I went to the woods because I wished to live deliberately,
to front only the essential facts of life, and see if I could not learn what it
had to teach, and not, when I came to die, discover that I had not lived. I
wanted to live deep and suck all the marrow of life. -- Henry David
OK, it's unlikely you're going to make like Thoreau and move to
the woods. Heck, you probably don't even have time for a walk in the
woods. If that's the case, though, that may very well mean that it's time to
simplify your life. In so doing, you may just save your health -- and your
sanity (not to mention actually having time to take that walk).
By Aviva Patz
Hey, we all are. Hormones control just about every aspect of our physical
and mental health — and when they go off-kilter, they can trigger anything from
acne and insomnia to memory loss and weight gain. It's enough to ruin any
woman's day. Here, 6 common side effects of hormonal flux, plus how to balance
Erin Bocherer and her husband are doing just that. "Our New
Year's resolution was to simplify our life as much as possible to reduce
stress," says Bocherer, an advertising account supervisor.
This is what the Bocherers have been doing:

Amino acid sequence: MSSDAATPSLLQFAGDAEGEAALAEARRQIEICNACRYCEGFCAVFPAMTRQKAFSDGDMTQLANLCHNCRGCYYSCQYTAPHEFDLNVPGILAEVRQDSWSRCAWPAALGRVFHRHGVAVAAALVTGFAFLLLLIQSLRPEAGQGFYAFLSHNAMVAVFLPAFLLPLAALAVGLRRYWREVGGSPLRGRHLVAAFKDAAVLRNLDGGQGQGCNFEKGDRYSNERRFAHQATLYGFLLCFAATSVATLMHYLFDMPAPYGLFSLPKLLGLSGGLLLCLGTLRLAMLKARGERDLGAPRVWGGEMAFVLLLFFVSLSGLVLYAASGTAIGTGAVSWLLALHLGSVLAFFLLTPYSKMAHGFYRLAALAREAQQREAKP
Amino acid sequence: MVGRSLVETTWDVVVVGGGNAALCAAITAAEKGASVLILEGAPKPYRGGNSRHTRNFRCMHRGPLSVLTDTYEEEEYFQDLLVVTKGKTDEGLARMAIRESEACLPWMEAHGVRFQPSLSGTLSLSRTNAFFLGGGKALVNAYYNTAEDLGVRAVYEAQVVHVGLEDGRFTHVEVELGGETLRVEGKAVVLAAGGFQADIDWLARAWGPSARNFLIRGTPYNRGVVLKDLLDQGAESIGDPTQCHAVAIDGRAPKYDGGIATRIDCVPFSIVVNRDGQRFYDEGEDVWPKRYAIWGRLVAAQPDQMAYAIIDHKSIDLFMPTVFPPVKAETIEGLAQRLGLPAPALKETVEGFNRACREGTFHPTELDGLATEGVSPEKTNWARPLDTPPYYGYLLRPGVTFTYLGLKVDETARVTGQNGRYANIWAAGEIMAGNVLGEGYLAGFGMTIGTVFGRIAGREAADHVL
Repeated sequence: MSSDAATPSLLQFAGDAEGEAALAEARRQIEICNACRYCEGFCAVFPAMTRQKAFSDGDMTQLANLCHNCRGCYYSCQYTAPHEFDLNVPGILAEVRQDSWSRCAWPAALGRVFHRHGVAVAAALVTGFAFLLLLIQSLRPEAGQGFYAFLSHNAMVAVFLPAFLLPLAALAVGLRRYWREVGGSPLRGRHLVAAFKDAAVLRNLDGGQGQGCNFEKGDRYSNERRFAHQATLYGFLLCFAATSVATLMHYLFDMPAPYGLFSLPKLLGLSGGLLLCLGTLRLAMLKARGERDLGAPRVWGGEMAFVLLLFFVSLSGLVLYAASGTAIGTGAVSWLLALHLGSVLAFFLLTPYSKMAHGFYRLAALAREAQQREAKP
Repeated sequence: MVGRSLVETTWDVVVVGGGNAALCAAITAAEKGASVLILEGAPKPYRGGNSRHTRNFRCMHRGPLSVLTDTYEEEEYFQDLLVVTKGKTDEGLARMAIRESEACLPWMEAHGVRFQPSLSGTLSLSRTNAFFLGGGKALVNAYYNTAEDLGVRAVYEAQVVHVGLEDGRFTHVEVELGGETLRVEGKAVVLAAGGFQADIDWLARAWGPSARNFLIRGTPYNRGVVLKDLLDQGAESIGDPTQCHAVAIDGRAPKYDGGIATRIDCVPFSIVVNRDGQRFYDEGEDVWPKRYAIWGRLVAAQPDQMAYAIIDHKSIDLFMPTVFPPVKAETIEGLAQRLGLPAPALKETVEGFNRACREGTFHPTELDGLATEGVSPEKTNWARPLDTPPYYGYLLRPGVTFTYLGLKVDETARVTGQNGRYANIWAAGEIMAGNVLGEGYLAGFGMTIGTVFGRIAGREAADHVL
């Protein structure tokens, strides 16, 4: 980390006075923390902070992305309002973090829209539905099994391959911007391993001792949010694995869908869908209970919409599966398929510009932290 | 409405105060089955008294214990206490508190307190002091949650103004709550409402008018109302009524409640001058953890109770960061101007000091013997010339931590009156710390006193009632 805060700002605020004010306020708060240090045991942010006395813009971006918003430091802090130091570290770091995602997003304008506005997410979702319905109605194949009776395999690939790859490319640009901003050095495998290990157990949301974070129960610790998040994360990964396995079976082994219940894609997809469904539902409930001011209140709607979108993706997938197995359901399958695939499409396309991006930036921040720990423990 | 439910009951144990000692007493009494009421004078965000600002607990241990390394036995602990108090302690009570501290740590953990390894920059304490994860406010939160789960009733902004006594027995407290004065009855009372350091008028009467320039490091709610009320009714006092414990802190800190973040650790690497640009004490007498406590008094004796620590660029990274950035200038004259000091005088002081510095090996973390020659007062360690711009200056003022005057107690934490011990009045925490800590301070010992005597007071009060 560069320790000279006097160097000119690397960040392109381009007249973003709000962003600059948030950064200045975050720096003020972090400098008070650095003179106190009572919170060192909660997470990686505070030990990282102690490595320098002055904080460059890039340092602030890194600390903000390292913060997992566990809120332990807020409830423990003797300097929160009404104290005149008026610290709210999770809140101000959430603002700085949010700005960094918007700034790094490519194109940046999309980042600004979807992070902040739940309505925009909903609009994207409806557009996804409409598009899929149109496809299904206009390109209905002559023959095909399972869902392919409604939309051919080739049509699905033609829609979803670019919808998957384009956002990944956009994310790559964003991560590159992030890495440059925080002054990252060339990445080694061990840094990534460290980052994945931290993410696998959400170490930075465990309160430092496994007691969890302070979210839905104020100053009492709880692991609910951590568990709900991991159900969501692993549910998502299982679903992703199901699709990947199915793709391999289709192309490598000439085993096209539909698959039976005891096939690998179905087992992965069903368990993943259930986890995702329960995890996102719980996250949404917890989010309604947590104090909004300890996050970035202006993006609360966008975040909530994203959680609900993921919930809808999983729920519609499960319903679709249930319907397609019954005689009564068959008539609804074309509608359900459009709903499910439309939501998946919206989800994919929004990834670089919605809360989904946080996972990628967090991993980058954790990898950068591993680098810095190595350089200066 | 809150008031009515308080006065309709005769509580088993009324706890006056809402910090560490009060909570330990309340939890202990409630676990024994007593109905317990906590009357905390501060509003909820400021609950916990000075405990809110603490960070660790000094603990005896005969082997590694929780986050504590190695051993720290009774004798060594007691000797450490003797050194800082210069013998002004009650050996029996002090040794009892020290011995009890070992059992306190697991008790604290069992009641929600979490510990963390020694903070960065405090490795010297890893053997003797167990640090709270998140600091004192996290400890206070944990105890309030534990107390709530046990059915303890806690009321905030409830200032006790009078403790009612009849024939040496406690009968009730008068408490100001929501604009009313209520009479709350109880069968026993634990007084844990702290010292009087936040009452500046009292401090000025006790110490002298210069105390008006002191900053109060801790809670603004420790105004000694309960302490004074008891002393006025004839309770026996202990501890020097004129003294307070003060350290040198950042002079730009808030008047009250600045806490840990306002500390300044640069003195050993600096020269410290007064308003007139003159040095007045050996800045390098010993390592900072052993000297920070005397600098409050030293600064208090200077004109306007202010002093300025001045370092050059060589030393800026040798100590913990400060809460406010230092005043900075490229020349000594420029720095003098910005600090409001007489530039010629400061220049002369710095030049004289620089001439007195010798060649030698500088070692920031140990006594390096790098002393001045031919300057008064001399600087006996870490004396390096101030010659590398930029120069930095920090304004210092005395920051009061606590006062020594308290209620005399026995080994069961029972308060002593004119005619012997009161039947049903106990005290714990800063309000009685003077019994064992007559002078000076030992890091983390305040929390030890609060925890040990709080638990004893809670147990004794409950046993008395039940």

Online banking. "This limits post office drop-offs and reduces the time
and money spent on stamps and licking envelopes," says Bocherer. "It
also enables me to schedule automatic payments each month, which saves several
hours of our time because we no longer need to write out bills and balance the
Hiring a cleaning service every three weeks. "We still clean, but they
handle the nitty-gritty, time-consuming activities that seemed to fill our
weekends," says Bocherer.
Hiring a nanny. Yes, this is expensive, but it saves the Bocherers two
hours a day in the car dropping off and picking up their son at daycare.
"It enables me to spend more quality time with my son (and with my daughter
when she is born in May)," says Bocherer.
Reducing debt. "Debt is one of our biggest stresses that never seems to
end," says Bocherer. By creating a strict, yet manageable budget, and
focusing on paying off their debt, the Bocherers say they are creating a
feeling of accomplishment.
Simplicity Movement Taking Hold
The Bocherers are not alone in their efforts to cut the stress
from their life. Browse your favorite newsstand or bookstore and you'll see
evidence of an anti-stress movement taking hold in this country. Generally
known as "voluntary simplicity," or the "simplicity movement,"
the need many of us see for a less stressful, more meaningful life is reflected
in magazines, books, and web sites devoted to simplifying your life, whether
that means "de-cluttering" your home, "downsizing" your career
ambitions, or living off the land.
About 5% to 7% of adults in the U.S. are pursuing some form of
voluntary simplicity, according to Gerald Celente, director of the Trends
Research Institute in New York. The contemporary voluntary simplicity movement
began in 1981 with the publication of Duane Elgin's book, Voluntary
Simplicity: Toward a Way of Life That is Outwardly Simple, Inwardly Rich.
Since then, dozens of books, national magazines, web sites, and grassroots
"simplicity circles" have sprung up to offer support and share ideas
for those interested in scaling back.